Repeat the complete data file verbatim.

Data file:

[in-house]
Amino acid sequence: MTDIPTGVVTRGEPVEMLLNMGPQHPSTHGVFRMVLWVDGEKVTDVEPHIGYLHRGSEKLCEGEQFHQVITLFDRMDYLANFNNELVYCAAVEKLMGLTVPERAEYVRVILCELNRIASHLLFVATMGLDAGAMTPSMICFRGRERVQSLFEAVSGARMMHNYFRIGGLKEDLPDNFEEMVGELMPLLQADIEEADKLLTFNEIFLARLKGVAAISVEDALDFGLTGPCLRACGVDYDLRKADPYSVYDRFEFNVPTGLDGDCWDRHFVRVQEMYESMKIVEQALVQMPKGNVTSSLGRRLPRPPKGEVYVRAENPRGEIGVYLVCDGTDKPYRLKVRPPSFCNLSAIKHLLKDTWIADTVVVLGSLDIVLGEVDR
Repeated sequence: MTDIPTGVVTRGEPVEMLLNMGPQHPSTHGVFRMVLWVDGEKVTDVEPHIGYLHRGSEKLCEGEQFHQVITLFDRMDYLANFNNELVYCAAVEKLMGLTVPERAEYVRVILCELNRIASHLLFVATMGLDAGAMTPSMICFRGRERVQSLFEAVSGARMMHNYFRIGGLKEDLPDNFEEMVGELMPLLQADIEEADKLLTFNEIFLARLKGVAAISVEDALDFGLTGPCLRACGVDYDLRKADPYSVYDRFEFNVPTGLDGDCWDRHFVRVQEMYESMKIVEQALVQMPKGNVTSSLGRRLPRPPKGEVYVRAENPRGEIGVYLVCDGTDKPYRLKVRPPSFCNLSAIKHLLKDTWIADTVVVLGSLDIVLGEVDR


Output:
[in-house]
Amino acid sequence: MTDIPTGVVTRGEPVEMLLNMGPQHPSTHGVFRMVLWVDGEKVTDVEPHIGYLHRGSEKLCEGEQFHQVITLFDRMDYLANFNNELVYCAAVEKLMGLTVPERAEYVRVILCELNRIASHLLFVATMGLDAGAMTPSMICFRGRERVQSLFEAVSGARMMHNYFRIGGLKEDLPDNFEEMVGELMPLLQADIEEADKLLTFNEIFLARLKGVAAISVEDALDFGLTGPCLRACGVDYDLRKADPYSVYDRFEFNVPTGLDGDCWDRHFVRVQEMYESMKIVEQALVQMPKGNVTSSLGRRLPRPPKGEVYVRAENPRGEIGVYLVCDGTDKPYRLKVRPPSFCNLSAIKHLLKDTWIADTVVVLGSLDIVLGEVDR
Repeated sequence: MTDIPTGVVTRGEPVEMLLNMGPQHPSTHGVFRMVLWVDGEKVTDVEPHIGYLHRGSEKLCEGEQFHQVITLFDRMDYLANFNNELVYCAAVEKLMGLTVPERAEYVRVILCELNRIASHLLFVATMGLDAGAMTPSMICFRGRERVQSLFEAVSGARMMHNYFRIGGLKEDLPDNFEEMVGELMPLLQADIEEADKLLTFNEIFLARLKGVAAISVEDALDFGLTGPCLRACGVDYDLRKADPYSVYDRFEFNVPTGLDGDCWDRHFVRVQEMYESMKIVEQALVQMPKGNVTSSLGRRLPRPPKGEVYVRAENPRGEIGVYLVCDGTDKPYRLKVRPPSFCNLSAIKHLLKDTWIADTVVVLGSLDIVLGEVDR